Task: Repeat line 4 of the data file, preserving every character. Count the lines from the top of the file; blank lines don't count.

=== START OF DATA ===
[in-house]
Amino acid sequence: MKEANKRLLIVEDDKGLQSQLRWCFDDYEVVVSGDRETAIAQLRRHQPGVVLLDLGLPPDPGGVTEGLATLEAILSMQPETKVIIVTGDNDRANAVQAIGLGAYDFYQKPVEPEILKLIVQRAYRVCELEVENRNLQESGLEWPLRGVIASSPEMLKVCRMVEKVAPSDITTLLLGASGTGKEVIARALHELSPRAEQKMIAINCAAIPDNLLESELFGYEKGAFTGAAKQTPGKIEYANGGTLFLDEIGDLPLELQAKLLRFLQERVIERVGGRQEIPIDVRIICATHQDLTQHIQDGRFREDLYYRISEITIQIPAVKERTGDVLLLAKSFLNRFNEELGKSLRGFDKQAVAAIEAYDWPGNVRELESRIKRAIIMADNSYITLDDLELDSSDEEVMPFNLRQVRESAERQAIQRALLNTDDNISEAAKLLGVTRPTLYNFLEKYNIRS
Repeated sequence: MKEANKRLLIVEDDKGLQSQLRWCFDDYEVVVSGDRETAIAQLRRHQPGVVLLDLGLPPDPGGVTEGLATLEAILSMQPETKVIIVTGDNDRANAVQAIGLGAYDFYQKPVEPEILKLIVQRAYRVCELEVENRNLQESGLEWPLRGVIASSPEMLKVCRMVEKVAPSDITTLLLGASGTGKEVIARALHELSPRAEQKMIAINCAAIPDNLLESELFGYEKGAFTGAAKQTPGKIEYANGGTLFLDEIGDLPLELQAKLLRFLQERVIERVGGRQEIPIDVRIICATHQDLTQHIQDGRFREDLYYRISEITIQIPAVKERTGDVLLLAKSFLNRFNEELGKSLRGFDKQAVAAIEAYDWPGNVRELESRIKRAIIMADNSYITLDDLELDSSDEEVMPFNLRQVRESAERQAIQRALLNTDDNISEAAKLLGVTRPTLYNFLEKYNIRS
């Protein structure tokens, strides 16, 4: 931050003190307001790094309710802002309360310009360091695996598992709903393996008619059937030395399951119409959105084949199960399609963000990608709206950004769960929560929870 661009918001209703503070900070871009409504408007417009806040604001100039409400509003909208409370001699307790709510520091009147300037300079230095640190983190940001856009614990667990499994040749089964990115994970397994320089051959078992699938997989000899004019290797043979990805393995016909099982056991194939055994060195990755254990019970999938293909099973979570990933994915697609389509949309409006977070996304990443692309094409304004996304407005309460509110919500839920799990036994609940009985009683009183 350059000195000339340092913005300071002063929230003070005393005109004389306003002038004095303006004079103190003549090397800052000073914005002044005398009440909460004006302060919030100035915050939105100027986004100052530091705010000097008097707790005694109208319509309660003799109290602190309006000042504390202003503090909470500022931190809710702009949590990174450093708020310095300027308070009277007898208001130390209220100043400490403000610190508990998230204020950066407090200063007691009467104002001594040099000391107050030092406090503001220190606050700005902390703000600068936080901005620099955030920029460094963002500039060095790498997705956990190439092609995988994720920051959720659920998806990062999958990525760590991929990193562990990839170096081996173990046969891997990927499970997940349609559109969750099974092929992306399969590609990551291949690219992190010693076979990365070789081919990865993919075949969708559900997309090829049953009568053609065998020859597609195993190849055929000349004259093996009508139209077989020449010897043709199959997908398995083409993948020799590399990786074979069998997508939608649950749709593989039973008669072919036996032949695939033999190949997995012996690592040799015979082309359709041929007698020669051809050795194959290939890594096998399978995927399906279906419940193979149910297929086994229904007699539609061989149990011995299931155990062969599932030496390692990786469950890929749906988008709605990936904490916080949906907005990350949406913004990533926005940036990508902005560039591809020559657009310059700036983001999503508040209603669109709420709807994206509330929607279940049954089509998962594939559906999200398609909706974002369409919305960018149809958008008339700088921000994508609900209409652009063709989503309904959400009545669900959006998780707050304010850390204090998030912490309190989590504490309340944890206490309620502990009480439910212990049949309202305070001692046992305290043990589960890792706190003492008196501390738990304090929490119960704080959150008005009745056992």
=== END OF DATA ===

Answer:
């Protein structure tokens, strides 16, 4: 931050003190307001790094309710802002309360310009360091695996598992709903393996008619059937030395399951119409959105084949199960399609963000990608709206950004769960929560929870 661009918001209703503070900070871009409504408007417009806040604001100039409400509003909208409370001699307790709510520091009147300037300079230095640190983190940001856009614990667990499994040749089964990115994970397994320089051959078992699938997989000899004019290797043979990805393995016909099982056991194939055994060195990755254990019970999938293909099973979570990933994915697609389509949309409006977070996304990443692309094409304004996304407005309460509110919500839920799990036994609940009985009683009183 350059000195000339340092913005300071002063929230003070005393005109004389306003002038004095303006004079103190003549090397800052000073914005002044005398009440909460004006302060919030100035915050939105100027986004100052530091705010000097008097707790005694109208319509309660003799109290602190309006000042504390202003503090909470500022931190809710702009949590990174450093708020310095300027308070009277007898208001130390209220100043400490403000610190508990998230204020950066407090200063007691009467104002001594040099000391107050030092406090503001220190606050700005902390703000600068936080901005620099955030920029460094963002500039060095790498997705956990190439092609995988994720920051959720659920998806990062999958990525760590991929990193562990990839170096081996173990046969891997990927499970997940349609559109969750099974092929992306399969590609990551291949690219992190010693076979990365070789081919990865993919075949969708559900997309090829049953009568053609065998020859597609195993190849055929000349004259093996009508139209077989020449010897043709199959997908398995083409993948020799590399990786074979069998997508939608649950749709593989039973008669072919036996032949695939033999190949997995012996690592040799015979082309359709041929007698020669051809050795194959290939890594096998399978995927399906279906419940193979149910297929086994229904007699539609061989149990011995299931155990062969599932030496390692990786469950890929749906988008709605990936904490916080949906907005990350949406913004990533926005940036990508902005560039591809020559657009310059700036983001999503508040209603669109709420709807994206509330929607279940049954089509998962594939559906999200398609909706974002369409919305960018149809958008008339700088921000994508609900209409652009063709989503309904959400009545669900959006998780707050304010850390204090998030912490309190989590504490309340944890206490309620502990009480439910212990049949309202305070001692046992305290043990589960890792706190003492008196501390738990304090929490119960704080959150008005009745056992």